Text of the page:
The "used car salesman" mentality is something we fight constantly.

    Once a buyer is ready to put in an offer, it takes me several hours to run the comps, dig up the history, and do a proper analysis in Excel. This is exactly the analysis I would do if I myself were buying the house. I present the results to my client and, if they're interested in my opinion, discuss various negotiation strategies. Ultimately, it's the buyer's decision for how the offer is structured and how they'd like me to negotiate on their behalf.

    Randy, one thing that can do to help get the most value from your agent is to clearly communicate what you want and how you want negotiation handled. If you want them to help you find the best investment property, that's one thing. If you're looking for a primary residence where you'll spend the next 7-12 years of your life, that's another priority. If you want negotiation advice, the most efficient use of your time by only looking at certain listings, those are additional priorities. Help him (or her) figure out what's most important to you.

    In the past we were a little more casual about it. But, we've learned from both successes and mistakes and it's very high on our list to learn a client's priorities as soon as possible. Bottom line? You can only exceed a client's expectations if you know what they are.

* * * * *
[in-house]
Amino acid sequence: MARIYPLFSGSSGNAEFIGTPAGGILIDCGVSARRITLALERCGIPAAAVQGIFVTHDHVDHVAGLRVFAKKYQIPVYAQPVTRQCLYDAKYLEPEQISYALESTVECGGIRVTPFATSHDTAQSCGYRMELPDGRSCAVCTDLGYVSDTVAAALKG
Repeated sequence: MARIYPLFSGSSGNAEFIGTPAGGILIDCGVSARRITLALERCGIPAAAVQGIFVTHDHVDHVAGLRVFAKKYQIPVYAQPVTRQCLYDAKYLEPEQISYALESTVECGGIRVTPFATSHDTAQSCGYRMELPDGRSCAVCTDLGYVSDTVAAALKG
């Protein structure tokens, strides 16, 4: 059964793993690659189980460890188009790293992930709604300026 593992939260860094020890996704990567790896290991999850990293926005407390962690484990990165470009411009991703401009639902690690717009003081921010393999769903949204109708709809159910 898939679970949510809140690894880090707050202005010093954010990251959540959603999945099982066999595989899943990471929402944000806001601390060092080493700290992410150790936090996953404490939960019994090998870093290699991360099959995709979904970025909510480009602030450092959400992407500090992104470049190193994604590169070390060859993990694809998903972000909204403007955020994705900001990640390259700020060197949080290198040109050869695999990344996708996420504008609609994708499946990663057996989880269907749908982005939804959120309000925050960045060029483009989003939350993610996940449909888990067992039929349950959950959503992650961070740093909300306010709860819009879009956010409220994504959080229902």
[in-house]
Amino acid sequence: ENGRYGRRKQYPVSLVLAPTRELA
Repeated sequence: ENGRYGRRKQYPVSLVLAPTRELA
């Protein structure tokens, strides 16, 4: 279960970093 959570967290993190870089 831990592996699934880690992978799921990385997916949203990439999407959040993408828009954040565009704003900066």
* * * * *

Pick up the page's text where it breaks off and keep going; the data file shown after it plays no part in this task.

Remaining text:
2. I worry that when my buyer agent calls the seller’s agent they say, “What can we do to make THIS SALE so we can collect our big fat commission check?”

    What I want my agent to say is “What can you offer that ensures my buyer will be getting the very best deal on a home they can.”


    We take a client's information in negotiation very seriously and do everything possible to avoid compromising a negotiation position. It's our duty to our clients and we know they are putting their trust in us. There are some things we must disclose by law, including material facts. But why a client is selling or how much they can afford, or how much they're willing to pay for the house, all stuff that impacts your bottom line, is something else entirely.

    Having been around the block a few times, not just in real estate, but helping negotiate investment banking services and financing deals, I can report there are a lot of games played. That's why an experienced agent can help you.